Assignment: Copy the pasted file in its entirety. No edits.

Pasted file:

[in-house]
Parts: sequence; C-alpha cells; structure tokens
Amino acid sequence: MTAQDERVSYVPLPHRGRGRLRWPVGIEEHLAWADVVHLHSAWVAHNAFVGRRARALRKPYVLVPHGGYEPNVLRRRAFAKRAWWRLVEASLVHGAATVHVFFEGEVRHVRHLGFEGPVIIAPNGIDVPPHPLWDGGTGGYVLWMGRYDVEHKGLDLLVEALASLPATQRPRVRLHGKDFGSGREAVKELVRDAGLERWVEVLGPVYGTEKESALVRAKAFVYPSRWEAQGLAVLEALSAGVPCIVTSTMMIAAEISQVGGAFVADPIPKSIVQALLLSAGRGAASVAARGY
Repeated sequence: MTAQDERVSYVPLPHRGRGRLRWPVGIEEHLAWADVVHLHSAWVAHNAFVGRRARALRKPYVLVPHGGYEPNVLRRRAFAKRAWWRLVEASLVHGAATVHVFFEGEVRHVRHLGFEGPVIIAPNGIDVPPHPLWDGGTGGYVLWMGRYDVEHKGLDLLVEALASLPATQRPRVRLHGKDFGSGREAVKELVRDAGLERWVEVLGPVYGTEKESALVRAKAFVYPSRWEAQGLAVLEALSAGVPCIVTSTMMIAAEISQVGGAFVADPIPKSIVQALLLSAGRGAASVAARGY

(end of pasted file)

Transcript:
[in-house]
Parts: sequence; C-alpha cells; structure tokens
Amino acid sequence: MTAQDERVSYVPLPHRGRGRLRWPVGIEEHLAWADVVHLHSAWVAHNAFVGRRARALRKPYVLVPHGGYEPNVLRRRAFAKRAWWRLVEASLVHGAATVHVFFEGEVRHVRHLGFEGPVIIAPNGIDVPPHPLWDGGTGGYVLWMGRYDVEHKGLDLLVEALASLPATQRPRVRLHGKDFGSGREAVKELVRDAGLERWVEVLGPVYGTEKESALVRAKAFVYPSRWEAQGLAVLEALSAGVPCIVTSTMMIAAEISQVGGAFVADPIPKSIVQALLLSAGRGAASVAARGY
Repeated sequence: MTAQDERVSYVPLPHRGRGRLRWPVGIEEHLAWADVVHLHSAWVAHNAFVGRRARALRKPYVLVPHGGYEPNVLRRRAFAKRAWWRLVEASLVHGAATVHVFFEGEVRHVRHLGFEGPVIIAPNGIDVPPHPLWDGGTGGYVLWMGRYDVEHKGLDLLVEALASLPATQRPRVRLHGKDFGSGREAVKELVRDAGLERWVEVLGPVYGTEKESALVRAKAFVYPSRWEAQGLAVLEALSAGVPCIVTSTMMIAAEISQVGGAFVADPIPKSIVQALLLSAGRGAASVAARGY